Despite his love for hiking, Adams acknowledges a delicate balance between humans and the wilderness. “Natural environments are more than a place for humans to have outdoor recreation,” he says. It is a philosophy that lends itself to why Adams teaches ecology. “By learning about other species of plants and animals, you get a stronger connection to your own natural environment, and that connection can sustain us all through troubled times.”
"The world isn’t made just for us.”
To help make the connection, Adams has focused his teaching career on getting his students outside to see nature up close. “Ken does far more than just show up and teach classes. He engages students in classes but he works with students on individual research projects. He is clearly the number one contributing factor to student research that is published in our (SUNY Plattsburgh’s) e-journal,” says Tim Mihuc, head of the Lake Champlain Research Institute and a colleague of Adams’ since 1999.
It seems that in an area inundated with jagged mountain tops, open meadows and roaring streams, Adams will never be at a loss for ways to instill awe into his students, yet sometimes the areas he chooses as teaching tools are not idyllic landscapes. If availability allows, he also introduces students to the effects of wild fires, ice storms and agriculture on ecosystems by taking them to areas that have been affected by such events. His reasoning, much like himself, is straightforward. “I find heuristic value in having students go out and sample and test ecosystems after a disturbance,” says Adams. “It really gets them thinking about what makes an ecosystem work because the difference is so dramatic.”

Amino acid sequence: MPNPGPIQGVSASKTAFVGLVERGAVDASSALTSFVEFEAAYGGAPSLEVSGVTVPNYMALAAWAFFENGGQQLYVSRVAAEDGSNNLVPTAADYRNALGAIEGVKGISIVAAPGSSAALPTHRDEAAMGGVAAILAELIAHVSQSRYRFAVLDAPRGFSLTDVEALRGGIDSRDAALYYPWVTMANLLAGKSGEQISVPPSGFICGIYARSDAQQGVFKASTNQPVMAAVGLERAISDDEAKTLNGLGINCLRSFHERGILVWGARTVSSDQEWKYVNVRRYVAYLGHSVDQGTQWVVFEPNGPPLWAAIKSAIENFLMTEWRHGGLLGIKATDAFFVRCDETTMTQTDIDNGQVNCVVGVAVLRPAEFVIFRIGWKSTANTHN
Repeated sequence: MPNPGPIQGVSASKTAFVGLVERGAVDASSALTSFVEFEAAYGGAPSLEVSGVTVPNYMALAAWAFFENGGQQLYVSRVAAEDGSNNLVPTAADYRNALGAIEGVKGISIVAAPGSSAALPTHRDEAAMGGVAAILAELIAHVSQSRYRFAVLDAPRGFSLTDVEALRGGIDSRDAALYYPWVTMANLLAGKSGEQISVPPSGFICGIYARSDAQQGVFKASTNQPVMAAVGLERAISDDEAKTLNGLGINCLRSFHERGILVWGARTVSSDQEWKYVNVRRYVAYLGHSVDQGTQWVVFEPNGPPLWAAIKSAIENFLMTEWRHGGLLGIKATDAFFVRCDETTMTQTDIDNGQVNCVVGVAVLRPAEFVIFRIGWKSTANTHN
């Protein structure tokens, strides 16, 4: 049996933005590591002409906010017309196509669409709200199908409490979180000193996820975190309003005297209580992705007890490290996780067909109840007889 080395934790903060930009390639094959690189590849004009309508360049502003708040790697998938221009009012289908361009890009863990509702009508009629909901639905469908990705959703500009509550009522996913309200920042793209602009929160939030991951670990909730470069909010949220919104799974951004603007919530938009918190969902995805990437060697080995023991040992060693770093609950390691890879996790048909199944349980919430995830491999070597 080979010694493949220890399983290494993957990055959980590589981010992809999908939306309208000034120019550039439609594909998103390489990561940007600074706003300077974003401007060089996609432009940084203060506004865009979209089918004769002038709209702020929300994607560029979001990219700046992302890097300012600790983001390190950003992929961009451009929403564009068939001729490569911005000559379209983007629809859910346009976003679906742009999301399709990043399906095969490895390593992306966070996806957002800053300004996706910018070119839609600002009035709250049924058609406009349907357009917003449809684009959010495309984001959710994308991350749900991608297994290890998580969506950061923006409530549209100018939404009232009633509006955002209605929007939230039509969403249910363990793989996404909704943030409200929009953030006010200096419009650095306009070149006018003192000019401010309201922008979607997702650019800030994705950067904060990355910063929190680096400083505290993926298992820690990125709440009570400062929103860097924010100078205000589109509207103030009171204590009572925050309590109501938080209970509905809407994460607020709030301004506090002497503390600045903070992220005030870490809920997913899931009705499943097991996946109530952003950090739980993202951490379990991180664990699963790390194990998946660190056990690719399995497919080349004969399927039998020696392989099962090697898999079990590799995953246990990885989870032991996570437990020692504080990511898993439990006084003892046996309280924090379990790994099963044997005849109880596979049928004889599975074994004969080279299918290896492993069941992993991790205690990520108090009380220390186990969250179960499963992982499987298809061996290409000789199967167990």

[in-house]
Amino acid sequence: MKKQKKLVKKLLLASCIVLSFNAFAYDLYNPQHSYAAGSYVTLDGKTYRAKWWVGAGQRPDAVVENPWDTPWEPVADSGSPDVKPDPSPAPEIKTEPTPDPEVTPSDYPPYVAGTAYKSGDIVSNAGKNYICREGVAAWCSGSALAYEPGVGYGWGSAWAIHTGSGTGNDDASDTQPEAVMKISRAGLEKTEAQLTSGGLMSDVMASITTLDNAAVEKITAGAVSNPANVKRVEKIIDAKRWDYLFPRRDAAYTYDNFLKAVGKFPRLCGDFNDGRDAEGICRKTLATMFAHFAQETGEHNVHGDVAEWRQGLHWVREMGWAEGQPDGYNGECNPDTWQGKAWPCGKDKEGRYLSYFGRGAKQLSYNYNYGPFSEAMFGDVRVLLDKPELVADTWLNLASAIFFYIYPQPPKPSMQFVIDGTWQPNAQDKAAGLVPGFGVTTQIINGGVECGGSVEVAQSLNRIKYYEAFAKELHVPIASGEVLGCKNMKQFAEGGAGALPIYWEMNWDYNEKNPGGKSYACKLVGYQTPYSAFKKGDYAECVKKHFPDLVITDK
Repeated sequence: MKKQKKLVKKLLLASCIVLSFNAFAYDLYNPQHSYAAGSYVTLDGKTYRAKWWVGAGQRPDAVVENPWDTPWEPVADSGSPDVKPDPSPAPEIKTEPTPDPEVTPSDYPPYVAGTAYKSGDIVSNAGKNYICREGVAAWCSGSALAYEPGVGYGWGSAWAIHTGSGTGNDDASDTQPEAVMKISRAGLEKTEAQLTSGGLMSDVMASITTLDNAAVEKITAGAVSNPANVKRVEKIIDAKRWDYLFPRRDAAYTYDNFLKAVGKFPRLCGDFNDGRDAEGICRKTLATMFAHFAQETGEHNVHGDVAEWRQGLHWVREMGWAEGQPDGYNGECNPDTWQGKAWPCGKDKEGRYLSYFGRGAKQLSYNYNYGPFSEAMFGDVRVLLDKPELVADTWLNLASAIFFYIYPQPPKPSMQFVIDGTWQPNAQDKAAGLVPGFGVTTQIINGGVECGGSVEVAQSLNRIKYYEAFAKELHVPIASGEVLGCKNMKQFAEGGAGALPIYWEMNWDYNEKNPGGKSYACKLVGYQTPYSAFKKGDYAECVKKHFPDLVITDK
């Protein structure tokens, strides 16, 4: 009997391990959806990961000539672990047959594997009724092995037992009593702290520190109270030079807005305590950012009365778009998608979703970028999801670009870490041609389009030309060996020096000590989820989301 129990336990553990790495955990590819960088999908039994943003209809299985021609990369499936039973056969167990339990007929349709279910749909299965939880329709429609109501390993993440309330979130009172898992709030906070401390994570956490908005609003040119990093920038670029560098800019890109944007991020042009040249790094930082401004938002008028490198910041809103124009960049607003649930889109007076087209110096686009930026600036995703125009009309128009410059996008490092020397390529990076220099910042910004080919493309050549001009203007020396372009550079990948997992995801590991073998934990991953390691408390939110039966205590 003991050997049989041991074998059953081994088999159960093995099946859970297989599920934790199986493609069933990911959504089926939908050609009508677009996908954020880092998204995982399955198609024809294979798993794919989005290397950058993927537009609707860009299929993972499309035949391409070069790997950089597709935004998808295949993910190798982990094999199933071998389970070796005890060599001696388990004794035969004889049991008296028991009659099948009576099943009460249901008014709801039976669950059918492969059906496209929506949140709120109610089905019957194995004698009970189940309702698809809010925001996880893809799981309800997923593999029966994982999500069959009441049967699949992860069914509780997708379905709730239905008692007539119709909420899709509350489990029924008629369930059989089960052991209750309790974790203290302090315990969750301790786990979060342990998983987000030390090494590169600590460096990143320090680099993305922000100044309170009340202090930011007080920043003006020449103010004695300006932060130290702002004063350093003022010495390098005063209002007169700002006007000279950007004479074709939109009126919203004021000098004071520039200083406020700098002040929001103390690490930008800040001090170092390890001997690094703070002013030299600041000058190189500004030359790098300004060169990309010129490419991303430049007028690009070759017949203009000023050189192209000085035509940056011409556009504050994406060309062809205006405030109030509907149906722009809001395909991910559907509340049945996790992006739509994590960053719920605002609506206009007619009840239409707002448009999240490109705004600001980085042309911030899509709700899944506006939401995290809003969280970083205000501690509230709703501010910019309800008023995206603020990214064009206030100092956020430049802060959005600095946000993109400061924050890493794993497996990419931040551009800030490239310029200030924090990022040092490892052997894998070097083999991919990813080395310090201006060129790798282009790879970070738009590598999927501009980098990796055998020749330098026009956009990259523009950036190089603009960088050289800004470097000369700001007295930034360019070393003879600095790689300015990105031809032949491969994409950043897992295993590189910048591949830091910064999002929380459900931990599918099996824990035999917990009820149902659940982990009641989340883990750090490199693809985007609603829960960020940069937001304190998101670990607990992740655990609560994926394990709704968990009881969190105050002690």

“Ken has what I call a quiet persistence. He is very respectful of students, and he is also very demanding. Ken is a natural born leader. He can motivate students to work hard, and in many cases other people can’t,” says Mihuc. “He’s not just there to teach because he has to,” says Jen Rushford, a former student of Adams. “It’s because he wants to be there. When he talks, everybody listens.” If people listen to Adams when he speaks, it is because he carries with him an enthusiasm for everything he talks about, yet his presentation is never overwhelming. It is a manner that Rushford calls “Naturalist charisma,” a gentleman’s way of stating facts that is difficult to resist.
Throughout his career, Adams has strived to take teaching to a level that is equal to his passion for field ecology and biology. “I think it important for people to not only appreciate the ecology of other species that they interact with in natural environments, but how to manage those habitats to maximize the biological potential as well as the culture potential for people, so that’s what I try to do. Enhance peoples respect for other living organisms and learn how to better manage those systems,” says Adams, whose understanding of all things natural goes beyond the forest. “Even if students don’t go on to become professional ecologists or natural resource managers, they’re still carrying that appreciation for other living things with everything they do, wherever they go. People tend to cherish what they love and understand. With understanding comes value, and with value comes protection. The world isn’t made just for us.”